Source: Dinar Chronicles
Now because Zimbabwe is the oldest and largest gold mining nation, it stands to reason the nation still holds massive quantities of in-ground gold holdings (second possibly only to Indonesia, but that's debatable).
Anticipating such a change back to the gold standard, Zimbabwe began issuing new gold coins (May 2016) and paper currency (November 2016) at a par value with the USD (1:1 redemption ratio). And per international law governing sovereign nation economics, Zimbabwe may do if they also redeem all past currencies at the same value--whatever their printed face values may be or date of issuance.
But Zimbabwe alone could not accomplish such a reversal of economic fortune, and so they recruited China to assist in the conversion / cancellation of all past Zimbabwe debts (including the 2008-2009 currency) in exchange for nearly half all their long-term mining rights--including rights to gold, tin, iron ore, platinum, lithium, and rare earth elements.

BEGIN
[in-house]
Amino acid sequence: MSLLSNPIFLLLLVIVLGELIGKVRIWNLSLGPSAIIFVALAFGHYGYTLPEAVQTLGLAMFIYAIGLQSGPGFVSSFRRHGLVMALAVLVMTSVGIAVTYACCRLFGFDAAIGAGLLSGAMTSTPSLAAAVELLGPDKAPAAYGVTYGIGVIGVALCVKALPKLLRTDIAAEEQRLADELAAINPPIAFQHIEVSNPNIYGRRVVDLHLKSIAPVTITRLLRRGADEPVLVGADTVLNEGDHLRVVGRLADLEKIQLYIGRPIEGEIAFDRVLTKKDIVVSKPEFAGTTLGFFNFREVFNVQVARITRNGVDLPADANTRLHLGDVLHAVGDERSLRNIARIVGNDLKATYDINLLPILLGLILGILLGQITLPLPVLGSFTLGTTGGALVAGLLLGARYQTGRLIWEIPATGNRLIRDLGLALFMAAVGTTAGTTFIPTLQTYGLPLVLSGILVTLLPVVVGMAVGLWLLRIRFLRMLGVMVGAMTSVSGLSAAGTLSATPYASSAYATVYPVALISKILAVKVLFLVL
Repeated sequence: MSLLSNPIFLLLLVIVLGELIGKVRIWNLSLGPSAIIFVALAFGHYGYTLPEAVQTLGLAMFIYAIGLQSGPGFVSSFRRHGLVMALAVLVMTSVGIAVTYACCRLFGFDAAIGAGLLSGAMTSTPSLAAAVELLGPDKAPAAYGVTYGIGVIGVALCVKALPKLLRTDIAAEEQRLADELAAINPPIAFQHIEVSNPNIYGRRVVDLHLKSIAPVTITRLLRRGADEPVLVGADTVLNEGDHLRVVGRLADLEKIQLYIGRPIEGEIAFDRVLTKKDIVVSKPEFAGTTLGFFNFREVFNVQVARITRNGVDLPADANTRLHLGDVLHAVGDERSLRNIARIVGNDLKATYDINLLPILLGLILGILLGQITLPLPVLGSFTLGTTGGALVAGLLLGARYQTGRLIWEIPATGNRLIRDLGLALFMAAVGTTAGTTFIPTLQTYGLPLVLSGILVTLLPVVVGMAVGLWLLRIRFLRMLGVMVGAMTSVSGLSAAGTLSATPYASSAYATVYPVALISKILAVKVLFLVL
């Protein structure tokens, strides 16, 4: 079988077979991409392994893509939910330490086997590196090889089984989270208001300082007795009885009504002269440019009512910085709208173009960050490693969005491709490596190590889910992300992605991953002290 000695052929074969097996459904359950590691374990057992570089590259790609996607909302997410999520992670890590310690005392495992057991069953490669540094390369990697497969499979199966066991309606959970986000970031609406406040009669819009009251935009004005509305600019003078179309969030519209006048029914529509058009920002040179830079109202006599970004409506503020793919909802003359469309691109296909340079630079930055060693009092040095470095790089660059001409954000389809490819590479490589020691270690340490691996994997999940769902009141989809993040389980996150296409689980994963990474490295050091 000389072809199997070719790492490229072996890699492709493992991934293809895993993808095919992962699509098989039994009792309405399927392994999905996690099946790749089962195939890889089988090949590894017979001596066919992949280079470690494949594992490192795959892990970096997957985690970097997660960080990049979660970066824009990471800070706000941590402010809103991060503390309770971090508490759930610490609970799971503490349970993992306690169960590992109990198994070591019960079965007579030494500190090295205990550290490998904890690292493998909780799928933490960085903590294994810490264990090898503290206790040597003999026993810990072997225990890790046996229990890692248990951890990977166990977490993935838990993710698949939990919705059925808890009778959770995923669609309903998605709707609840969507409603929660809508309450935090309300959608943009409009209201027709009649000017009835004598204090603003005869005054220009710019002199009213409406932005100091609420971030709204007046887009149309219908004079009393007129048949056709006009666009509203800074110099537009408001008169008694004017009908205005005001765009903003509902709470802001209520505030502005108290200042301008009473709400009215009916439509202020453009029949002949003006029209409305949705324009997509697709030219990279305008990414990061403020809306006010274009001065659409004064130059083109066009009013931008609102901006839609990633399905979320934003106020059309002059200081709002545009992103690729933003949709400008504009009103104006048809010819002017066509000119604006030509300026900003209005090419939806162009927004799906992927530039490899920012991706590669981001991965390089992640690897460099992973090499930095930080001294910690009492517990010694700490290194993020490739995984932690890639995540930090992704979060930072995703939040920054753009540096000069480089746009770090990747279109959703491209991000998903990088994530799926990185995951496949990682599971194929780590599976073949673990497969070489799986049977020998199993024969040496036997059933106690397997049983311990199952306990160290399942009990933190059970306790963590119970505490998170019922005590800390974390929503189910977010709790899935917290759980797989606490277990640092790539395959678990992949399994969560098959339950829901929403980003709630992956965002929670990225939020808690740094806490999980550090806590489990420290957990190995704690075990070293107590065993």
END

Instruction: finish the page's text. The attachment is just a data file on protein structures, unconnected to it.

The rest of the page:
This is an important aspect of the revaluation of Zimbabwe's currency because China is the sovereign superpower nation now in control of the new global monetary system (soon to be announced to the world and backed 100% in gold stored in Shanghai).
Therefore, there's nothing complicated about a ZIM to USD conversation if you understand the back story and physical collateral aspect coming their own in-ground, unmined assets. Basically, it's just a normal currency exchange, with a much larger redemption value due to the unusually high printed face values. Thus, for the safety of redeemers, news of such a transaction has been been kept with an unusually high level of secrecy.
Meaning, the defaulted asset you bear (ZIM) is actually...